Building New Retaining Walls
Strips of Capiphon™ belt can be simply nailed to the rear face of a retaining wall and inserted into a discharge pipe as usual. In situ soil can be used to backfill.
Most competitors advise having an 8″ wide gravel drainage layer running the full height of the wall behind it (apart from a clay cap on top) In practice this is very tedious, costly, and unnecessary. At most, an 8″ gravel or coarse sand layer on top of the discharge pipe is recommended if the soil has a high clay content. By placing lengths of Capiphon™ against the wall will pick up any water as it moves towards the wall.
If a serious challenge from water coming, not from the surface but from an underground source, is feared a Capiphon™ pipe can be inserted into the discharge pipe.
The presence of expansive or reactive soils is often quoted as the reason to use a gravel drainage layer. There should not be a problem with the more thorough capillary drainage afforded by Capiphon™ given that
- the head pressure of the soil water will exert much more pressure than that exerted by the “reactive soil”
- the expansion rate of a reactive soil is approximately proportional to water content of the soil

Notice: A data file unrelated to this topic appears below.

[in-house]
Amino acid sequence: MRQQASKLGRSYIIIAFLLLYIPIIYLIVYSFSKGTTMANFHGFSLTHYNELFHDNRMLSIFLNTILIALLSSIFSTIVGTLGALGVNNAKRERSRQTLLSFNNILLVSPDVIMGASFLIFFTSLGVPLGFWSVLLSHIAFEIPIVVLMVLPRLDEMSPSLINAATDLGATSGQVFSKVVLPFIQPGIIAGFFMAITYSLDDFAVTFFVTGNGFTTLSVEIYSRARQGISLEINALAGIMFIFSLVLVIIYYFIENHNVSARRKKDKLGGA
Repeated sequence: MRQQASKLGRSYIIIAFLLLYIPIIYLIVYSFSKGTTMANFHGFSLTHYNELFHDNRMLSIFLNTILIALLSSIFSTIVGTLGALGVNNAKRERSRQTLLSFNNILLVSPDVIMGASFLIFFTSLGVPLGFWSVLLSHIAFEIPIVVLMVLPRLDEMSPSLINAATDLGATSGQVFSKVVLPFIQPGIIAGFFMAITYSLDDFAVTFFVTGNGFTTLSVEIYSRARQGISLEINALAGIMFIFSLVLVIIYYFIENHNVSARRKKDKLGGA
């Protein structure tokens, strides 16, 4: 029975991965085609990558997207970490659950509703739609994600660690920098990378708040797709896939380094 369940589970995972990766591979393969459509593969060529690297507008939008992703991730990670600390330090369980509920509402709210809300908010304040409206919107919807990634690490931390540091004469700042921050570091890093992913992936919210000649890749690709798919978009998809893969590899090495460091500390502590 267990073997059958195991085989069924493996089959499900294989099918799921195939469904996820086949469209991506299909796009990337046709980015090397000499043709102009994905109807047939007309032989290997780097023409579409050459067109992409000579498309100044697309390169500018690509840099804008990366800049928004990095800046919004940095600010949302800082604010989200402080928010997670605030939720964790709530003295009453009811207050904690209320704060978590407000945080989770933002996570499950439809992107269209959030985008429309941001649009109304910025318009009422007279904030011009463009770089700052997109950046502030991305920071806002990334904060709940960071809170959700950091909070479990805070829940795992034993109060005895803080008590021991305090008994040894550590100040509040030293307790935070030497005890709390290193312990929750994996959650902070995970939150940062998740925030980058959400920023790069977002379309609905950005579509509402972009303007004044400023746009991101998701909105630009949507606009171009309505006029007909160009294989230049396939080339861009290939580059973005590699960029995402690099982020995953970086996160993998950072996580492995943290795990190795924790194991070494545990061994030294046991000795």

Hundreds of retaining walls have been drained using Capiphon™. In most cases the trenches have been backfilled only with sand at bottom to cover the collecting pipe as protection before backfilling with existing soil materials.
Retro-Fitting An Existing Retaining Walls
If circumstances allow smaller walls can be excavated by machine or manually to replace blocked conventional drainage with Capiphon™, or to install new Capiphon™ drainage if there is none. Alternatively, Capiphon™ pipe can be inserted into horizontal shafts drilled into the retaining wall. This is a particularly useful technique where the structure of the wall is damaged or would be further compromised by excavation.